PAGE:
Woodpeckers breed in the spring, commonly laying 2 to 6 eggs. Incubation is short, usually lasting 11 to 14 days, but longer for larger species. Most species are born naked; some are born downy. In all species, young are tended by both parents. The production of 2 broods per year is common, and some species may have 3. Young leave the nest in 20 to 30 days.
Woodpeckers nest in cavities in trees or structures. Nest cavities are hollowed out areas below and perpendicular to the entrance. Cavities may be chiseled into tree trunks, branches, or structures or may be natural or pre-existing cavities. Both sexes sleep in nest cavities throughout the year.
Some species, such as downy and hairy woodpeckers, excavate new cavities each year. Others, such as northern flickers, return to the same cavity annually. Yellow-bellied sapsuckers prefer to excavate cavities in live trees, while red-headed and pileated woodpeckers favor dead trees.
Most woodpeckers live year-round in the same area in small social groups. A few species, such as northern flickers and red-headed woodpeckers, are migratory. Lewis’ woodpeckers occasionally may be seen in flocks of several hundred during some seasons.
Woodpeckers are dependent on trees for shelter and food and generally are found in or on the edge of wooded areas.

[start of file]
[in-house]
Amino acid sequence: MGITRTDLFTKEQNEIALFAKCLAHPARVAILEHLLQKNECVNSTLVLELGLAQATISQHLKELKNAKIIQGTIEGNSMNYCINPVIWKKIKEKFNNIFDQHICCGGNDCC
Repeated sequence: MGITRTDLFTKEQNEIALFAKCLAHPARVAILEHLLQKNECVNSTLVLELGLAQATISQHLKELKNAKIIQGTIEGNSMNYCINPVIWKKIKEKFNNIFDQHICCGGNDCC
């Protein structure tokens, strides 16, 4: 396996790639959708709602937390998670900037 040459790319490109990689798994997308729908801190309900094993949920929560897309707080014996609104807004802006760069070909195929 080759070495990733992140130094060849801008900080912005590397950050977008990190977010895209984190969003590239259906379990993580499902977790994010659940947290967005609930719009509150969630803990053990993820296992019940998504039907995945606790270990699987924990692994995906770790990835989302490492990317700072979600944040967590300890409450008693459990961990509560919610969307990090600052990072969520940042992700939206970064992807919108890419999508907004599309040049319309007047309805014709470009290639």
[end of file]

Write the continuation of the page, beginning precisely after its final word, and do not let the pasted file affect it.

Red-headed woodpeckers reside in areas of low elevation along stream courses or in open country with extensive grasslands and small woodlots. Red-bellied woodpeckers occupy habitat similar to that of red-headed woodpeckers as well as openings in mature forests, wooded wetlands, and large trees in open pastures. Three-toed and black-backed woodpeckers inhabit mixed coniferous and deciduous forests. Yellow-bellied sapsuckers are found in heavily forested areas. Downy and hairy woodpeckers are widespread and common in almost any habitat where deciduous trees occur and are common suburban residents. The northern flicker is common in habitats ranging from city parks to heavily forested areas, though it has experienced significant declines in recent years. Pileated woodpeckers are common in mature and extensive forests, except in coastal lowlands.
Most woodpeckers feed primarily on tree-living or wood-boring insects, but may feed on a variety of other insects including ants, wasps, and bees found on trees. Northern flickers commonly feed on ants they gather from the ground. Many woodpeckers also feed on berries, fruit, nuts and seeds, particularly when insects are not available. Woodpeckers use sharp, pointed beaks to drill into trees in search of food and to excavate nest cavities. Bristly feathers around their nostrils prevent wood dust from entering their nostrils as they chisel. Woodpeckers have long tongues that wrap around the skull and anchor at the base of the bill. The tip of the tongue typically is barbed to extract insects from holes, and the tongue is coated with sticky saliva, which helps to keep hold of prey.
Yellow-bellied sapsuckers feed on sap that oozes from horizontal rows of small holes they drill into tree trunks. Their tongues are shorter and have fine, hair-like processes on the tip that helps collect sap by capillary action. Sap also serves as a trap from which insects can be harvested.